October 14, 21, 28
Chris Oakley:Anti-psychiatry from Laing and Cooper to Deleuze and Guattari
November 4, 11, 18
Suzanne Adebari: The trouble with psychoanalysis
What is psychoanalysis – an explorative craft, a definitive science, the trademark for one of many therapeutic offers? There are lots of ways of answering this question but it is difficult to do so without considering the unconscious. This is an opportunity to think about that unsettling agency that Freud made so significant.
November 25, December 2, 9
Robert Weiss: Why perversion?
Why is psychoanalysis interested in talking about perversion? Does it have anything interesting to say? Among others we will be thinking about Krafft-Ebing, Havelock Ellis, Freud and Lacan with Bataille, Sally Rooney and Vladimir Nabokov.
January 20, 27, February 3
Joanna Gardner: The paradoxes of delusion
How can Wittgenstein help us to understand psychosis? What do Freud, Klein and other psychoanalysts have to say? I will be looking at the psychotherapy of psychosis with particular focus on one clinical case.
February 10, 17, 24
Duncan Harris: Psychoanalysis and comedy – it’s no laughing matter?
“You pulled yourself together and took the only attitude one can take when confronting one’s unconscious, to wit, one of humour.” If Freud can advocate to Jung to find solace in humour when confronting the unconscious, why is the image of psychoanalysis often so po-faced? In these three sessions we will investigate how philosophers and analysts have approached comedy and the cluster of subjects surrounding it – including wit, jokes, humour and irony; and what bearing they do or do not have on our psychoanalytic conversations.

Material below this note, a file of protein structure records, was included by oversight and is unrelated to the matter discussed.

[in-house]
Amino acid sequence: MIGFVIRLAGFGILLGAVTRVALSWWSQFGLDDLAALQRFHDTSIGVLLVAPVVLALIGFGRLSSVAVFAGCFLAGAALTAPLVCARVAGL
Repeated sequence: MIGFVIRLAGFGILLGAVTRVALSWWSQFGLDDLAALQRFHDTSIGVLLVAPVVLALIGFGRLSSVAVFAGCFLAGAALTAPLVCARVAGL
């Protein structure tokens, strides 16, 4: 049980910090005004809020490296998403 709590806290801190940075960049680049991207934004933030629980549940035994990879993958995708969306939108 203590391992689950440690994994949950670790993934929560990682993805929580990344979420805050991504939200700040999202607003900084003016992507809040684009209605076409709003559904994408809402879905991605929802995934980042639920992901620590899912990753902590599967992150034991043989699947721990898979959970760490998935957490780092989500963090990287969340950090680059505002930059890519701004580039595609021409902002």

March 3, 10, 17
Nick Blackburn: Freud and Shakespeare
Shakespeare interested Freud throughout his life. By looking at the way he stages scenes around change, identity and misunderstandings, these seminars will explore ways (rich and strange for sure) in which Shakespeare as a body of work, a body of words and, in such an absence of biographical material, a missing body, was always already psychoanalytic.
April 28, May 5, 12
Caroline Ballinger: Three episodes in an alternative History of Psychoanalysis
From its earliest days a deferential approach characterised accounts of the history of psychoanalysis, creating an “authorised” version that tended to idealise the founder and gloss over the darker aspects of the movement. These seminars will look instead at what we might learn from some of the repressed, disappeared and silenced aspects of psychoanalysis.
May 19, 26, June 2
Peter Nevins: Reflections on race, identity and power
We will be looking specifically at black women writers. Session one will be an experiential exercise; session two on Toni Morrison and three on bell hooks.
June 9, 16, 23
Katia Houghton: Klein, the subject and their phantasies
To what extent can object relations theory and technique inform and enhance a truly contemporary psychoanalysis?
Seminars start promptly at 7pm and run until 8.15pm, followed by an experiential group from 8.30 to 9.45pm facilitated by Judith Soal. The venue is Conway Hall, 25 Red Lion Square, London WC1R 4RL
Information & applications
Previous academic knowledge of psychoanalysis is not necessary to complete the course but a lively intellectual curiosity certainly is. If you were interested in further training this course would be a good place to start. The cost is £950 payable when your application is accepted. Fees will not be refunded unless the course is cancelled or cannot go ahead.
The 2021-22 Intro Year is now full but please email Jane Nairne on firstname.lastname@example.org if you would like further information or to register your interest for next year.